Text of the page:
Is Taylor Swift Helping Make Our Kids Fat And Unhealthy?

Megan Greenlaw

Taylor Swift has joined forces with Diet Coke, and I really hope she just doesn't know what she's doing. Because if you think that kids in American are becoming too unhealthy, it's about to get a whole lot worse.

Taylor Swift has 39,003,589 likes on her Facebook page. And Coca-Cola -- whose Diet Coke Facebook page has a mere 1,985,186 -- wants some of those fans. And so, Taylor will now be the new face of Coca-Cola's diet soda. She will stand up to the youth of America with a winning smile and a can of Coke in her hand, claiming it as her "first love." And millions of young girls around the country will be begging their parents to buy them Diet Coke because, when we're young and we have idols, we want to do everything that they do.

And many parents aren't helping the problem. Too many adults in American are undereducated about food and overweight because of it. Or maybe they're educated about food but just don't care enough to change. And that's fine. There are things that I do that are probably unhealthy that I don't really want to change anytime soon. My propensity to eat an entire pack of Mint Oreos by myself comes to mind.

But here's the thing. I don't let my three-year-old eat an entire pack of Mint Ore0s (which, in my defense, happens only on the very rare occasion that we even have processed cookies in the house). I may not make the best decisions for my health 100 percent of the time, but you'd better believe that I want what's best for my kid.

And what's best for my kid is to drink water, juice, milk. To stay away from junk and eat more fruits and vegetables. To grow up healthy and happy, so that when my daughters hit adolescence, they'll only have to worry about teen tragedies like acne and crushes, instead of being bullied for their weight.

Swift's new endorsement deal with Diet Coke is stirring controversy.

While I know that celebrities like Michael Jackson, Brittany Spears, Pink, and Beyonce have all promoted soda companies at one time or another, there's something different about squeaky clean Taylor Swift being added to the line-up. Taylor Swift's image is that of an innocent, all-American girl who dreams that anything is possible. She evokes the feeling of "I want to be just like her" to pretty much every girl in America, as evidenced by her overwhelming success. By signing with Diet Coke, Taylor is unwittingly -- I hope -- spreading her influence on young girls to an area that I think she has no business in. In an age where childhood obesity and diabetes is on the rise, squeaky clean Swift has no business using her power to spur kids toward unhealthy choices.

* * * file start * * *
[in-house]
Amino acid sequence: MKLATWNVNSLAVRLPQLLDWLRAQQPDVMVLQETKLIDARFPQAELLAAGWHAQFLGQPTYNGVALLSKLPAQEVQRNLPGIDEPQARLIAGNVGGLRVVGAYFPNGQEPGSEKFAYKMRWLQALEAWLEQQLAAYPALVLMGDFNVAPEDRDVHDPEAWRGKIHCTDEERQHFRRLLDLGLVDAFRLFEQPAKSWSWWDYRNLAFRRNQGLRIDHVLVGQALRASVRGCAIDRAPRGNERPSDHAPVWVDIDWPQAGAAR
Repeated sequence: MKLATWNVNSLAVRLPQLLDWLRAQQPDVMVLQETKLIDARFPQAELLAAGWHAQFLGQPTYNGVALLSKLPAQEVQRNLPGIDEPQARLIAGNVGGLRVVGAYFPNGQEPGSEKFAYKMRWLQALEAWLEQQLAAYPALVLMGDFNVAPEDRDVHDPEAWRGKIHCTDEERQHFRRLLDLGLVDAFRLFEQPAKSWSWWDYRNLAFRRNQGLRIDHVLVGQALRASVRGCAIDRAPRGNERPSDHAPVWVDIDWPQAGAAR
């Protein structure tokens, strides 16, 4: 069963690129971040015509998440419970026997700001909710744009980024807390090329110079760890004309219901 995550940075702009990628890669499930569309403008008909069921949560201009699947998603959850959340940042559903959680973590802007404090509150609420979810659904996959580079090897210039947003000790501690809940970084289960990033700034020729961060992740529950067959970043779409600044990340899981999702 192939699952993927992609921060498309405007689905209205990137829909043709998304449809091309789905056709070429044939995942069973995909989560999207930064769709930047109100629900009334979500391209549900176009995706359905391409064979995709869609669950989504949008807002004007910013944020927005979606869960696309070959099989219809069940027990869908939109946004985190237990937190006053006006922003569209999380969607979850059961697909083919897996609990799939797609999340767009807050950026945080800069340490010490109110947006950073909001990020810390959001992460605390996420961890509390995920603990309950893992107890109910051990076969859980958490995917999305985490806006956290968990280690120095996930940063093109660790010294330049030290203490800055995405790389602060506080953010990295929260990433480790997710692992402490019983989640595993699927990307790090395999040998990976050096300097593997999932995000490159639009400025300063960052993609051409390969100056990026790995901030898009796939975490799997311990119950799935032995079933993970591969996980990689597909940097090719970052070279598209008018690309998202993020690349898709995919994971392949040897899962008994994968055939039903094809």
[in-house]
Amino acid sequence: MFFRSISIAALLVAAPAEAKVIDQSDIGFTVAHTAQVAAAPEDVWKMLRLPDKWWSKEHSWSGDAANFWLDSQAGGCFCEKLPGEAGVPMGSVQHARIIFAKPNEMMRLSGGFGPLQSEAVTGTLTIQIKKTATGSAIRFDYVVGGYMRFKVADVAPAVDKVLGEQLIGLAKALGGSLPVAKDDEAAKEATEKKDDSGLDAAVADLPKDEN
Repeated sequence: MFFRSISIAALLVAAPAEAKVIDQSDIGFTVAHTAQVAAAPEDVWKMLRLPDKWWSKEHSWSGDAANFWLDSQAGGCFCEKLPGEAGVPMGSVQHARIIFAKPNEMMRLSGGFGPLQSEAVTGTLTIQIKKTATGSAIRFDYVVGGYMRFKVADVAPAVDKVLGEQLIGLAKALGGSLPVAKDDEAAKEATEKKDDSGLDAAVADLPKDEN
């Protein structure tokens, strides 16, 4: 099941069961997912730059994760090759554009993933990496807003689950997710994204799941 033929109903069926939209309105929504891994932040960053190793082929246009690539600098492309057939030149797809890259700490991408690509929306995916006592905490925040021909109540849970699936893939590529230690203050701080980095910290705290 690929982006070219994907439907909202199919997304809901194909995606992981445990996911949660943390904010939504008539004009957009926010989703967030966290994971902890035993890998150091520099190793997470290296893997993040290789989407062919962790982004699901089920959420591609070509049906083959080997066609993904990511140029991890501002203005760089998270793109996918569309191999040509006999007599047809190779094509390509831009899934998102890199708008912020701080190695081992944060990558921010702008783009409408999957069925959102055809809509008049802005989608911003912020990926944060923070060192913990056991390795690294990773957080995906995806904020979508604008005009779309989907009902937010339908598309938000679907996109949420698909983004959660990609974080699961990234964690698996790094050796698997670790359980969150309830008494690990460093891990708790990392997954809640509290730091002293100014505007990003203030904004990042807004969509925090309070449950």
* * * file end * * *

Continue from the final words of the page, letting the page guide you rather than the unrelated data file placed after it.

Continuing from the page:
The Coca-Cola Corporation knows that if they can get children hooked to their product early in life, they will have a life-time consumer. The problem is this: Kids who drink soda grow up to be adults who drink soda, and adults who drink soda are sick. And adults aren't helping the problem, because too many adults are sick from what they are putting in their bodies. Too many adults aren't helping their kids make smart choices in regards to food and nutrition. Too many adults are letting celebrities like Taylor Swift set the precedent for what our kids what to eat, drink, wear, say, and listen to.

And while a 10-year-old schoolgirl wanting to dress like Taylor Swift may not be an issue that last for more than a few years, a young child's early addiction to soda can have an affect of their health for the rest of their lives.

Diet soda has been proven to increase depression, make us more hungry, even lead to quicker levels of intoxication when mixed with alcohol. It has been linked to heart disease and heart attacks. There have even been studies linking children's violent behavior to soda consumption. And while New York's ban on regular soda is a step in the right direction, the aspartame in diet soda will now be consumed in even greater quantities, and isn't going to help the city's health issues at all.

While some are applauding Taylor for at least endorsing the diet version of the popular soda, I am not one of those people. Because I know too much. Diet soda is bad for you. And while Taylor Swift might not know enough to research the product that she's promoting, the Coca-Cola Corporation knows exactly what its doing taking on the young star as the face of its brand. Coca-Cola has shown the world that the bottom line is business, and business is all that matters. I don't expect a major food corporation to have my best interests in mind. But I do expect them to have at least a tiny bit of moral conscience when it comes to targeting kids who aren't old enough to know better.

In this world of fast-food, chemical additives, and just plain laziness, it's hard to be a healthy adult. It's even harder to raise healthy kids.

Shame on Coca-Cola for making it worse.

Below, you can watch NBC News and Huffington Post blogger Laurie Davie discuss Taylor's new campaign and the potential impact it has on the youth of America.